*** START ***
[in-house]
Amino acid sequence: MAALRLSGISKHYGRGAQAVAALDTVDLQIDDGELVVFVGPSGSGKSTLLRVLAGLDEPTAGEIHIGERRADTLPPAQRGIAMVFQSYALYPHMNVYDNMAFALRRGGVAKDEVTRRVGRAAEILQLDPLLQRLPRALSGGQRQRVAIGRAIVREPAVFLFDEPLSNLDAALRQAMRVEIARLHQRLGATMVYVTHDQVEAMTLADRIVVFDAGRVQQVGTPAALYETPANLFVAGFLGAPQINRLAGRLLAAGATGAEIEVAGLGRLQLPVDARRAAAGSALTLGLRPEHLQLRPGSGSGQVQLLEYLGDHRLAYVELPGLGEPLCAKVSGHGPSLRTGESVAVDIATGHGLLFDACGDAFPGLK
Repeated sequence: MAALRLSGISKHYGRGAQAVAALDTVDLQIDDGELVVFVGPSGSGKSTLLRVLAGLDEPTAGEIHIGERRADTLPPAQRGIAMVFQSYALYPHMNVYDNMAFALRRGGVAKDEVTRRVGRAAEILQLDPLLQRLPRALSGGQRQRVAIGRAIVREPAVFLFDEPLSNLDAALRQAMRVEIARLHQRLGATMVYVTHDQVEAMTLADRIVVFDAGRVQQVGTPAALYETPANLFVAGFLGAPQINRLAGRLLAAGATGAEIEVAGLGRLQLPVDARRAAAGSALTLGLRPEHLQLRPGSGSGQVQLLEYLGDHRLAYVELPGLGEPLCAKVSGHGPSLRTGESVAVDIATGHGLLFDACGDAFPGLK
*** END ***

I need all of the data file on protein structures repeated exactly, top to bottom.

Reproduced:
[in-house]
Amino acid sequence: MAALRLSGISKHYGRGAQAVAALDTVDLQIDDGELVVFVGPSGSGKSTLLRVLAGLDEPTAGEIHIGERRADTLPPAQRGIAMVFQSYALYPHMNVYDNMAFALRRGGVAKDEVTRRVGRAAEILQLDPLLQRLPRALSGGQRQRVAIGRAIVREPAVFLFDEPLSNLDAALRQAMRVEIARLHQRLGATMVYVTHDQVEAMTLADRIVVFDAGRVQQVGTPAALYETPANLFVAGFLGAPQINRLAGRLLAAGATGAEIEVAGLGRLQLPVDARRAAAGSALTLGLRPEHLQLRPGSGSGQVQLLEYLGDHRLAYVELPGLGEPLCAKVSGHGPSLRTGESVAVDIATGHGLLFDACGDAFPGLK
Repeated sequence: MAALRLSGISKHYGRGAQAVAALDTVDLQIDDGELVVFVGPSGSGKSTLLRVLAGLDEPTAGEIHIGERRADTLPPAQRGIAMVFQSYALYPHMNVYDNMAFALRRGGVAKDEVTRRVGRAAEILQLDPLLQRLPRALSGGQRQRVAIGRAIVREPAVFLFDEPLSNLDAALRQAMRVEIARLHQRLGATMVYVTHDQVEAMTLADRIVVFDAGRVQQVGTPAALYETPANLFVAGFLGAPQINRLAGRLLAAGATGAEIEVAGLGRLQLPVDARRAAAGSALTLGLRPEHLQLRPGSGSGQVQLLEYLGDHRLAYVELPGLGEPLCAKVSGHGPSLRTGESVAVDIATGHGLLFDACGDAFPGLK